Here is yet another typically Shobhaa De piece. Where she boldly and bravely speaks out against the fairytale of happily married. And applauds Karan Johar for having the guts to come out with such a bold film [Kabhi Alvida Na Kehna, and it's about *yawn* adultery], which can potentially damage his credo at the Box Office.
She also says that India needs a Bollywood film made by someone of Karan’s sensibility and mass appeal for the Sati-Savitri stereotypes to crumble. Hell’s Bells, the Indian moviegoer is upto his neck with themes similar to this one. And ha, will one movie, or for that matter, a dozen or more movies of this type do anything to the psyche of the moviegoer from the Cowbelt, or even the multiplex audience?
Well, maybe, just maybe, if the women had any semblance to what women are like in real life. I agree with Ms. De to the point where she feels that women in real life aren’t the self-sacrificing types shown in the movies and people should stop expecting them to be so. But isn’t it preposterous to suggest that Karan Johar portrays women faithfully? Just look at Anjali, or Tina, or Naina Catherine Kapoor, or Pooja… Aren’t they just caricatures of Tomboy, Heroine, Stressed-Out Breadwinner, and an over-the-top, exaggeratedly comic version of Femme Fatale?
And just how is adultery a solution to anything? How does having an incompatible spouse justify your finding pleasure outside of the relationship? Divorce, maybe, is justified by the above reason, but certainly not adultery, which is, anyway just another word for unfaithfulness.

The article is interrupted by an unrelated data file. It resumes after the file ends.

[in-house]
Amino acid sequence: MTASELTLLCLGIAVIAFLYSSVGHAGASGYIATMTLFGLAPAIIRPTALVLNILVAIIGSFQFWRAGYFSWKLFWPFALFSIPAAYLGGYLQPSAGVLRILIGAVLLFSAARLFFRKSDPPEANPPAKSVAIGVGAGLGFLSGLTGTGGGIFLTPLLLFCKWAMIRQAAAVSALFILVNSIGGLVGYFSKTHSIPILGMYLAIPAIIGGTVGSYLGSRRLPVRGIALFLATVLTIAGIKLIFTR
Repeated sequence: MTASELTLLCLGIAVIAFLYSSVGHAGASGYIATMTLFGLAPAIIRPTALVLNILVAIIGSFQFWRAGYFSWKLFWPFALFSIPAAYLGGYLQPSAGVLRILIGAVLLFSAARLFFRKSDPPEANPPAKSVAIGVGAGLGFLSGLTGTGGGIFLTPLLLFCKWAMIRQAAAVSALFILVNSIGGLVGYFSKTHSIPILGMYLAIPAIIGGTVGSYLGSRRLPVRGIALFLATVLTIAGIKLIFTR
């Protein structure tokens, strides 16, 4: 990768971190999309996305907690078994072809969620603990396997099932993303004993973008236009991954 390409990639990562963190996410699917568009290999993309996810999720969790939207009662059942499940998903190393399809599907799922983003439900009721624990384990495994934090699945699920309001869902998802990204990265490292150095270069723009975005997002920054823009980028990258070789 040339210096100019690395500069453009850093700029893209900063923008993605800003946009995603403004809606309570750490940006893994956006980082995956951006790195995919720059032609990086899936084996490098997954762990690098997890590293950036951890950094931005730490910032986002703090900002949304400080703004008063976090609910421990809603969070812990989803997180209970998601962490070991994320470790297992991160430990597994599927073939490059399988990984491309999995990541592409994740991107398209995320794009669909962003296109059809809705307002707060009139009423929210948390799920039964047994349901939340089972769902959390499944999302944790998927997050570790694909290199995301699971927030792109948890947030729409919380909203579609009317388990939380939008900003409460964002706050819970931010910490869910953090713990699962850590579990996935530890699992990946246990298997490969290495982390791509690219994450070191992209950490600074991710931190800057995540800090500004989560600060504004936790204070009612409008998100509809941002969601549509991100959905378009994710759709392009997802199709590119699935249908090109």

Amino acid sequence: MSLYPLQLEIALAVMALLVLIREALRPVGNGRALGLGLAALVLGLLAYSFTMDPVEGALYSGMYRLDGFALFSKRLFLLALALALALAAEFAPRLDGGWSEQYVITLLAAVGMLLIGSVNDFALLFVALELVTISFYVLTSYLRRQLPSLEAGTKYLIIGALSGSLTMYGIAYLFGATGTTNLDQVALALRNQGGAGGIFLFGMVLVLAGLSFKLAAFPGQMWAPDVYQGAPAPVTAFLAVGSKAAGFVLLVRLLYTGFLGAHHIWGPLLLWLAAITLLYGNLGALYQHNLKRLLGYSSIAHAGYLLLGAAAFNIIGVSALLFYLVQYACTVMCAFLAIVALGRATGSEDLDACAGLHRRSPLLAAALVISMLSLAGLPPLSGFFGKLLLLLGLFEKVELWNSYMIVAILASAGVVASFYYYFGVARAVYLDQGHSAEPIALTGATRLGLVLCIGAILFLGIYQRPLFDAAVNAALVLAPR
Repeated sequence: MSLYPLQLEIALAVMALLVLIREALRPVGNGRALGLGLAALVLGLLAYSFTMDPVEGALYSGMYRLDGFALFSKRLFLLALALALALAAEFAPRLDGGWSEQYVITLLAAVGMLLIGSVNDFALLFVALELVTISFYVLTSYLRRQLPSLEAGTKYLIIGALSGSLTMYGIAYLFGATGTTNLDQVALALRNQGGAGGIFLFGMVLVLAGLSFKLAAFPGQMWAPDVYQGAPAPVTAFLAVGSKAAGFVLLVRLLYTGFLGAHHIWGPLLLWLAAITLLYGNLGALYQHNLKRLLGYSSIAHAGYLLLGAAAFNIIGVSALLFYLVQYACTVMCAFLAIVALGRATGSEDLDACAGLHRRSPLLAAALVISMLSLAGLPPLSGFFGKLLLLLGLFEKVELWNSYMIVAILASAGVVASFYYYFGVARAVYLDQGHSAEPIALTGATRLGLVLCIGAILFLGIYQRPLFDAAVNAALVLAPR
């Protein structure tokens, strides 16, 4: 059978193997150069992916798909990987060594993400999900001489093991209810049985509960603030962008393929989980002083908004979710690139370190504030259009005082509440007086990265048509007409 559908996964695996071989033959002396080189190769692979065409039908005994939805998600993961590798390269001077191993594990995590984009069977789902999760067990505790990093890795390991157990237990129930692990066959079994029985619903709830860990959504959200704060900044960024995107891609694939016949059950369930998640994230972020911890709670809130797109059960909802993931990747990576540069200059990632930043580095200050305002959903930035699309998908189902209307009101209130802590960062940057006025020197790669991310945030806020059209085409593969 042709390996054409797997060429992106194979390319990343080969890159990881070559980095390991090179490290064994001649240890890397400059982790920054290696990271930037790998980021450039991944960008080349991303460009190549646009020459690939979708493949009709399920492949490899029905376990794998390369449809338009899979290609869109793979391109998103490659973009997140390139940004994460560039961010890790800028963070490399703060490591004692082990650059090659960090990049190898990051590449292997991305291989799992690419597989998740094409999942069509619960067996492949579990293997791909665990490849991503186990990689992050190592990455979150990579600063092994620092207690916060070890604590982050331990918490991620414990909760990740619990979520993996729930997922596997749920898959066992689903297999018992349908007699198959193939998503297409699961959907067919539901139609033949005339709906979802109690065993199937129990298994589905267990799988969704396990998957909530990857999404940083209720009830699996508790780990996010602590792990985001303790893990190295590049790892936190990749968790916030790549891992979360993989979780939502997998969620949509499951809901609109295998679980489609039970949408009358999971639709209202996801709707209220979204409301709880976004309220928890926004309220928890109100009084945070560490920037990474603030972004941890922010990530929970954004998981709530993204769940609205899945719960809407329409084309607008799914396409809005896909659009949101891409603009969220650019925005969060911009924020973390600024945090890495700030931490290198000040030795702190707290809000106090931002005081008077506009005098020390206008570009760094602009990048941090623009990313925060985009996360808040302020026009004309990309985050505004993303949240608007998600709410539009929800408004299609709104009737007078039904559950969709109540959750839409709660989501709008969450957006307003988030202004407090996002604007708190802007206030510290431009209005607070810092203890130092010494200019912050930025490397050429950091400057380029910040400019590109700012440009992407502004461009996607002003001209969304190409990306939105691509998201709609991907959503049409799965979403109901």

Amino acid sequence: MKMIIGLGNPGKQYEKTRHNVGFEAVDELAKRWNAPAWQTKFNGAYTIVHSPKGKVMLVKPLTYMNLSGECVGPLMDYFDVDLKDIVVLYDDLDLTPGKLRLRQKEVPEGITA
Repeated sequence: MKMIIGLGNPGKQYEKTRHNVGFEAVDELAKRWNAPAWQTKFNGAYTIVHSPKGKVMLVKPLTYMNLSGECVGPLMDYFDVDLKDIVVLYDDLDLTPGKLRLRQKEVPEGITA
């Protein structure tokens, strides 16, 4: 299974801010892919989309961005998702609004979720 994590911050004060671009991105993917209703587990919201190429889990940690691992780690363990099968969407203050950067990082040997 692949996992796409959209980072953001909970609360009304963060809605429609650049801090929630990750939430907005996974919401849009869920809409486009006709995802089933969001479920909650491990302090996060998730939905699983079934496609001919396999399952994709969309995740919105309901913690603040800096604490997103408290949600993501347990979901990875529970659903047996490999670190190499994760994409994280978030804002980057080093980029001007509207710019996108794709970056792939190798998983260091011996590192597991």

Ms. De foresees that the treatment given to the plot and the theme will be such that the audience empathizes with the philandering woman. But why should they? Why should we accept adultery as just another thing in life, and take it in our stride when it happens? Doesn’t that go totally against our concept of marriage, as we know it? As far as we know, Ms. De isn’t one of those who don’t believe in marriage, or are cynical about it, that her having such a point of view is justified.
As for those who don’t believe in marriage, and are applauding Karan Johar for Breaking the Rules [with adultery], ha, why at all get married, if you’re not going to give all to the relationship?
As for Breaking the Rules, maybe we should be doing so, but not in favour of heartbreak and anarchy, which are not on the path to a more stable social structure.
Talking of a which, the only solutions I can think of, off the top of my mind are Galaxia, which is a global organism, as portrayed by Asimov in Foundation and Earth, or a society of hermaphrodites, like Solaria, from the same novel. What I’m trying to say is that there are no easy solutions to keep a marriage intact, unless the very existence of the parties involved in the relationship depended on the stability of the relationship, as in Galaxia, or the non-existence of such an unstable bond, as in Solaria.